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UK government dismisses threats over Falkands oil exploration

Britain has rejected claims by Argentine officials that exploration activities of a group of London-listed oil firms are “illegal and clandestine”.
UK government dismisses threats over Falkands oil exploration

Britain has hit back at briefings by Argentine officials that have ramped up tensions over oil exploration off the Falkland Islands. 

Sources at the Argentine embassy claimed investors backing firms active in this disputed part of the South Atlantic did not fully appreciate the risks they are taking. 

It is part of a long-running dispute over the sovereignty of the islands that has ratcheted up since the discovery of crude in South Atlantic. 

Argentina classes the exploration activities of a group of the London listed oil firms as “illegal and clandestine”.

However the assertion, which emerged from an embassy briefing by the Argentineans, was greeted with a robust response from Foreign and Commonwealth Office (FCO).

“It is not for us to comment on Argentine domestic legislation. Despite Argentine threats and incorrect information, Falkland Islands hydrocarbons exploration is a legitimate business which the UK government fully supports," a spokesperson said.

"A number of companies have carried out exploratory drilling and are moving closer towards production.

"The Argentine government is attempting to deter legitimate commercial activity around the Falklands, but this has not succeeded and will not succeed.”

The exploration campaign began with Rockhopper Exploration (LON:RKH),  Desire Petroleum (LON:DES), Argos Resources (LON:ARG), Borders & Southern (LON:BORS) and Falkland Oil & Gas (LON:FOGL).

At a briefing at the residence of the Argentine ambassador in London, embassy staff said that Argentina continues to pursue legal action against the companies working under the exploration licences, which were issued in the 1990s by the British authorities.

The plan to pursue this course of action was announced by Argentina in March 2012. The process has thus far involved sending letters, which remain unanswered, to the oil explorers and the next step in this process will be the drafting of a criminal complaint.

According to sources at the embassy this could happen next year.

Argentina's plans to pursue legal action have, however, been met with a robust response from the UK authorities.

Argentina also claims that investors in the London listed explorers do not properly appreciate the risks relating to the sovereignty dispute.

A glance across the share price graphs of the explorers, however, indicate that it is the risks inherent in any exploration venture that are taking precedence for investors - after all, any 'top down' ownership dispute would be rendered moot by dry or uneconomic holes.

The first phase of exploration drilling, which started in February 2010, unearthed one commercial oil discovery, though the results from other wells were mixed, with some gas condensate discoveries and dry holes.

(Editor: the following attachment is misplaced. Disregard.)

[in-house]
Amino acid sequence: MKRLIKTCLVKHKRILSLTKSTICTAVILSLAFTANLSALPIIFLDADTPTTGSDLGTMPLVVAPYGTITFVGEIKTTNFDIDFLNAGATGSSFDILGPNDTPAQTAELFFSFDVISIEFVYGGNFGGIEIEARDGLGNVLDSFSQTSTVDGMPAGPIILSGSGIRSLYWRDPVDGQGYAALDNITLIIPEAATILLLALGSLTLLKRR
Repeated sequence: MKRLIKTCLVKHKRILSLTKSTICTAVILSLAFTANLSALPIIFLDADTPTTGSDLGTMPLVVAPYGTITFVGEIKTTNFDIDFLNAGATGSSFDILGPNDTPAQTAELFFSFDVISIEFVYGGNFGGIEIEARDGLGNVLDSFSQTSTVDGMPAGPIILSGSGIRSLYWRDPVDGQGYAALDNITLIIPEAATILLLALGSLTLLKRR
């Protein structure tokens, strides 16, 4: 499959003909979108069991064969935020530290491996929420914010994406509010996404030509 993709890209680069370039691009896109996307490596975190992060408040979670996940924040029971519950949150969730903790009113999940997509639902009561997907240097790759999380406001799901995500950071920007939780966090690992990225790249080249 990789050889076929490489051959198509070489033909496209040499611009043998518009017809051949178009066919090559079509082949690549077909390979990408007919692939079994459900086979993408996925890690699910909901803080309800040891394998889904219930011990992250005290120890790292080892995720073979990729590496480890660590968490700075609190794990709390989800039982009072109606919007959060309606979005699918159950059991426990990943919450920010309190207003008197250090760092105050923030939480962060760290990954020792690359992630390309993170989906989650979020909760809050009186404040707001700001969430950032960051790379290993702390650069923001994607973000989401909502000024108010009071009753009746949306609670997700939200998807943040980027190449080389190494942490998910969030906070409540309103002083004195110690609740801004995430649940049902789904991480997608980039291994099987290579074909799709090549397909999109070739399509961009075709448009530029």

Now, following a period of recuperation, analysis and reflection the explorers are making preparations for the next drill campaign, which according to some predictions could get underway next year or in 2015.

Key to this next phase are ongoing 'farm out' or partnering processes whereby the junior exploration companies are seeking to bring in larger partners to help fund and develop projects.

This has already seen Premier Oil, EDF and Noble Energy join the campaign.

Argentina has, however, warned that companies involved with the exploration of the dispute areas would be banned from operating within Argentina.  As such, the embassy source believes it would be very difficult for the group of junior explorers to attract major partners.

Chevron's recent deal to partner state backed YPF to explore share gas in Patagonia and Exxon's existing operations in Argentina would preclude their involvement.

Rockhopper Exploration, Desire Petroleum, Argos Resources, Borders & Southern (LON:BOR) and Falkland Oil and Gas declined to comment on the matter.

According to the FCO, the activities of these five companies are  wholly legitimate and legal and are in strict accordance with the United Nations Convention of the Law of the Sea.

The FCO spokesperson said: “Hydrocarbons activities by any company operating on the continental shelf of the Falkland Islands are regulated by legislation of the Falkland Islands Government, in strict accordance with the United Nations Convention of the Law of the Sea. As such these activities are wholly legitimate and legal.

“The UK government unequivocally supports the right of the Falkland Islanders to develop their natural resources for their own economic benefit.   

“This right is an integral part of their right of self-determination, which is expressly contained in the International Covenant on Civil and Political Rights.

 “Argentine domestic law does not apply to the Falkland Islands or South Georgia and the South Sandwich Islands, which are UK overseas territories.”


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